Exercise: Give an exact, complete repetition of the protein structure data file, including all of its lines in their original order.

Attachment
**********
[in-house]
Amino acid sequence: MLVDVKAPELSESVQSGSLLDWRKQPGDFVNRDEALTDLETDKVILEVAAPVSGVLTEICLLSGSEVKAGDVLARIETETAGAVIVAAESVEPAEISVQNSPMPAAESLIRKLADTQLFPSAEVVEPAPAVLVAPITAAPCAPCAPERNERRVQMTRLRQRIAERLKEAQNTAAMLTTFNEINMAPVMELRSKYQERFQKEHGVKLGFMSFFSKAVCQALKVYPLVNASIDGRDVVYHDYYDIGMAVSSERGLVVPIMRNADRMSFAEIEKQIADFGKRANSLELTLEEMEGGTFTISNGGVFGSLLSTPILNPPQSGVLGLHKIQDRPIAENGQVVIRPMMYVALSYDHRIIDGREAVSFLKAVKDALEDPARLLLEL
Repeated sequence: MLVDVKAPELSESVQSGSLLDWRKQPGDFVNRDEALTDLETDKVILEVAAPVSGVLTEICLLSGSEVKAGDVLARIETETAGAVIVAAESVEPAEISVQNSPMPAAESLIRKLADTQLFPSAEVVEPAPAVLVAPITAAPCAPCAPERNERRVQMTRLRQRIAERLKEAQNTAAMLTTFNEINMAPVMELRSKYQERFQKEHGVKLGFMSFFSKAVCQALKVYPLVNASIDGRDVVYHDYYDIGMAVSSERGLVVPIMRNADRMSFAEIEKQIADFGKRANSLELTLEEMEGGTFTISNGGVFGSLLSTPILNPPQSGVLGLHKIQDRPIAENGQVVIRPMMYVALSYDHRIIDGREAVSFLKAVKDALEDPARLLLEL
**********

[in-house]
Amino acid sequence: MLVDVKAPELSESVQSGSLLDWRKQPGDFVNRDEALTDLETDKVILEVAAPVSGVLTEICLLSGSEVKAGDVLARIETETAGAVIVAAESVEPAEISVQNSPMPAAESLIRKLADTQLFPSAEVVEPAPAVLVAPITAAPCAPCAPERNERRVQMTRLRQRIAERLKEAQNTAAMLTTFNEINMAPVMELRSKYQERFQKEHGVKLGFMSFFSKAVCQALKVYPLVNASIDGRDVVYHDYYDIGMAVSSERGLVVPIMRNADRMSFAEIEKQIADFGKRANSLELTLEEMEGGTFTISNGGVFGSLLSTPILNPPQSGVLGLHKIQDRPIAENGQVVIRPMMYVALSYDHRIIDGREAVSFLKAVKDALEDPARLLLEL
Repeated sequence: MLVDVKAPELSESVQSGSLLDWRKQPGDFVNRDEALTDLETDKVILEVAAPVSGVLTEICLLSGSEVKAGDVLARIETETAGAVIVAAESVEPAEISVQNSPMPAAESLIRKLADTQLFPSAEVVEPAPAVLVAPITAAPCAPCAPERNERRVQMTRLRQRIAERLKEAQNTAAMLTTFNEINMAPVMELRSKYQERFQKEHGVKLGFMSFFSKAVCQALKVYPLVNASIDGRDVVYHDYYDIGMAVSSERGLVVPIMRNADRMSFAEIEKQIADFGKRANSLELTLEEMEGGTFTISNGGVFGSLLSTPILNPPQSGVLGLHKIQDRPIAENGQVVIRPMMYVALSYDHRIIDGREAVSFLKAVKDALEDPARLLLEL